3 December, 2022

Giant turtle sighted on Bribie Island

TO celebrate the start of the turtle nesting season, the Bribie Island Environmental Protection Association (BIEPA) worked with local artist Geoff Ginn to corral over 200 locals into a giant turtle on Woorim Beach on Sunday December 4.

Giant turtle sighted on Bribie Island - feature photo

The man-made turtle artwork, which was captured by drones, aimed to raise awareness and educate Moreton Bay residents on how they can protect endangered turtle species.

“I was pleased to make a simple but very useful giant turtle outline that brought together a joyous and thoughtful crowd to highlight this risky 100-metre journey turtles, both large and small, take across our beaches many times each year,” Geoff said.

Bribie Island Turtle Trackers (BITT) team leader Diane Oxenford said they want to educate the Moreton Bay community about how they can protect turtles as they come ashore to nest in beach dunes during the summer months.

“For successful incubation, turtles need healthy, warm sand beach dunes, protected from pedestrian traffic, disturbance and ratification light pollution,” Diane said.

“It is also important to be aware that the dunes are an essential habitat providing food and shelter for resident and migratory birds and other wildlife as well.”

The migratory species that visit Moreton Bay annually — birds, turtles, dugongs, whales, and so on — have been protected since 1991 by the United Nations convention on the Conservation of Migratory Species.

Since 1993, Moreton Bay has also been protected under the United Nations RAMSAR Convention on Wetlands of International Importance.

The loggerhead turtles of the South Pacific Ocean, which nest on Queensland beaches, are further protected by a United Nations Single Species Action Plan 2015, and by the Australian Government’s Recovery Plan for Marine Turtles 2017- 2027.

BIEPA president Richard Ogden said the whole community is recognising the unique value of Bribie Island, particularly for nesting turtles.

“We must work together to look after our remaining wildlife and natural habitat,” Richard said.

The Pumicestone Indigenous Education and Employment Council were also in attendance, welcoming locals to country with a customary smoking ceremony, as well as a clapstick and didgeridoo performance.

BIEPA would like to thank everyone who came to support the event and help raise awareness around protecting mothers and their hatchlings.

To help the success of these endangered species, BITT’s have provided the following recommendations:

1. Remember, turtles have survived for more than 150 million years, so the species has been able to adapt to many changes in their environment. They rarely need our help and should be left alone to do what they do best when visiting our shores to nest.

2. If you encounter a nesting turtle or hatchlings on Bribie Island (Yarun), immediately phone Bribie Island Turtle Trackers on 0438 111 163. They will monitor and collect data for scientists. If the turtle leaves before a BITT member arrives, take the GPS coordinates and mark the nest area with sticks. Try not to walk on turtle tracks and the nesting site, as these provide important information for the BITTs.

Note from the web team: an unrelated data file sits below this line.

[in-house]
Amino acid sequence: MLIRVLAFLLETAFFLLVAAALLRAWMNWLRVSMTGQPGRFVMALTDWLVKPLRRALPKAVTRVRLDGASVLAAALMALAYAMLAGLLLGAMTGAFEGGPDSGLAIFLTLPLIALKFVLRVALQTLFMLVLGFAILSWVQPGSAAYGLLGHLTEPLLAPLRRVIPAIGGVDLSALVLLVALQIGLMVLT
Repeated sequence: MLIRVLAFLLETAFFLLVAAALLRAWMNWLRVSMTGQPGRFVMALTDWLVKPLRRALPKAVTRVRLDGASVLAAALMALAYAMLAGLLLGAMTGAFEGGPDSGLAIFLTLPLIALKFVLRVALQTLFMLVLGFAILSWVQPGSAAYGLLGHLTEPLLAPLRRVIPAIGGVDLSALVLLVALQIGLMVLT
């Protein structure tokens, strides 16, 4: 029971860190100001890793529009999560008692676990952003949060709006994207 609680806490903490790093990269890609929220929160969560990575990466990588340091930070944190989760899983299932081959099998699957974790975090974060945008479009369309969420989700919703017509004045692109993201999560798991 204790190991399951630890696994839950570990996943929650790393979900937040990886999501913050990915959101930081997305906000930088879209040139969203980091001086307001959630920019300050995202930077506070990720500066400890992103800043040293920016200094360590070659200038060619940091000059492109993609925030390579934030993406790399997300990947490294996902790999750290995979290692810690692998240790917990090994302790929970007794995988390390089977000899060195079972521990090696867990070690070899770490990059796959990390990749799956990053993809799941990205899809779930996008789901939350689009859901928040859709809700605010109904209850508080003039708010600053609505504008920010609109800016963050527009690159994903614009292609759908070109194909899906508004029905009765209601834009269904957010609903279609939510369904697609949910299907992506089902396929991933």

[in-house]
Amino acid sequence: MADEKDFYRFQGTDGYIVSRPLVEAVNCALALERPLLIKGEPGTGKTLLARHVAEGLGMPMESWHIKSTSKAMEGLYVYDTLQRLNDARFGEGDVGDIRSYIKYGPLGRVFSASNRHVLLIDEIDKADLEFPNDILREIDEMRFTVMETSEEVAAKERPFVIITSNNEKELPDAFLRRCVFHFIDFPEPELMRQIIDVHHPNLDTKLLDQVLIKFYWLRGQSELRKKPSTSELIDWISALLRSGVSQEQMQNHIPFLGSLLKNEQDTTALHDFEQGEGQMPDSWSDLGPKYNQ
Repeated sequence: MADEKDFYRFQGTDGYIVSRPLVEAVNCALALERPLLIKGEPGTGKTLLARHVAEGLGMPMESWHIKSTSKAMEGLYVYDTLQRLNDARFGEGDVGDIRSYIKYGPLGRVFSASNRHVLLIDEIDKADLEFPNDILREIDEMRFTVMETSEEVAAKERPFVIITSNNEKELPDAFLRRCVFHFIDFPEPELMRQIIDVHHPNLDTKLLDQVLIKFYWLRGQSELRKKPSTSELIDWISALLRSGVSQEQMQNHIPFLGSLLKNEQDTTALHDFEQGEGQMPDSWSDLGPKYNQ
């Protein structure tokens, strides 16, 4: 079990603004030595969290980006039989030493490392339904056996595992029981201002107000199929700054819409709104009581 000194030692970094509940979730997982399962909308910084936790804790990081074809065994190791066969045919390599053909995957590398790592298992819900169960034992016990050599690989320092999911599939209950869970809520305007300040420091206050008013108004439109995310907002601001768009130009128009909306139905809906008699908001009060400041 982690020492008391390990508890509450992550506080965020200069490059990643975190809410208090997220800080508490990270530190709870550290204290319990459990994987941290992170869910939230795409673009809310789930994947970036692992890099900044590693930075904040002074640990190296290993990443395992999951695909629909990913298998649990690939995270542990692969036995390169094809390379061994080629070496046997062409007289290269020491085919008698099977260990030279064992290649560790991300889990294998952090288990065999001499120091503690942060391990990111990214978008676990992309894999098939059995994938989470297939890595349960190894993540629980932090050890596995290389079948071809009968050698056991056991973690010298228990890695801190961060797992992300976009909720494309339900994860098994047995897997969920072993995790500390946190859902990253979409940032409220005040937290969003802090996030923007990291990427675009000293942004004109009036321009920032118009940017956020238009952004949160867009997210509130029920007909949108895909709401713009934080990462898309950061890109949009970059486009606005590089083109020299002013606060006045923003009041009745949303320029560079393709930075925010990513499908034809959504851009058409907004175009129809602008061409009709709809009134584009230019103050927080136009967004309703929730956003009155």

3. Give any nesting turtle a wide berth, staying behind her and out of her line of sight; nesting turtles are easily spooked. The BITTs monitor the mother and her nest to ensure they remain safe and protected, relocating the eggs if threatened.

4. Artificial lights can disorient turtles, affecting their ability to see the brighter horizon over the ocean which they use to find their way back out to sea after laying. Newly emerged hatchlings are similarly distracted and will head towards bright artificial light when they need to be heading to the ocean horizon. Artificial lights on the beach should be avoided as they will also discourage females coming ashore.

5. Remember to keep off the fragile dunes. Healthy, vegetated and stable dunes

provide protection against storm surges as well as habitat for coastal wildlife including resident and migratory birds and endangered turtle nests.

6. If driving on the beach, please avoid turtle nesting beaches at night as their nesting and hatching habits are mostly nocturnal. Also avoid driving at high tide on soft sand as there could be nests, and it creates deep ruts that turtle hatchlings cannot negotiate to get to the ocean, making them vulnerable to predators and exhaustion. Soft sand will build new dunes, and driving on this area prevents the growth of protective, vegetated and stable dunes. It’s best to drive on hard sand at low tide during daylight hours.

Beyond threats on the beaches at nesting time, ocean-related threats to turtles include plastic pollution, vessel strike, entanglement in crab pot lines and fishing gear, and poor water quality effecting their health and diets.

BIEPA has proactive project teams tackling many of those threats — consider joining one of our teams to give turtles and other marine wildlife a better chance.

To report sick, injured, or dead turtles, dolphins, dugongs or whales around Bribie Island, phone a local Bribie-based Government- accredited volunteer on 0438 111 163.

A blog post published by BIEPA regarding the turtle nesting season celebration can be found through the following link: https://www. turtle-sighted-on-bribie- island


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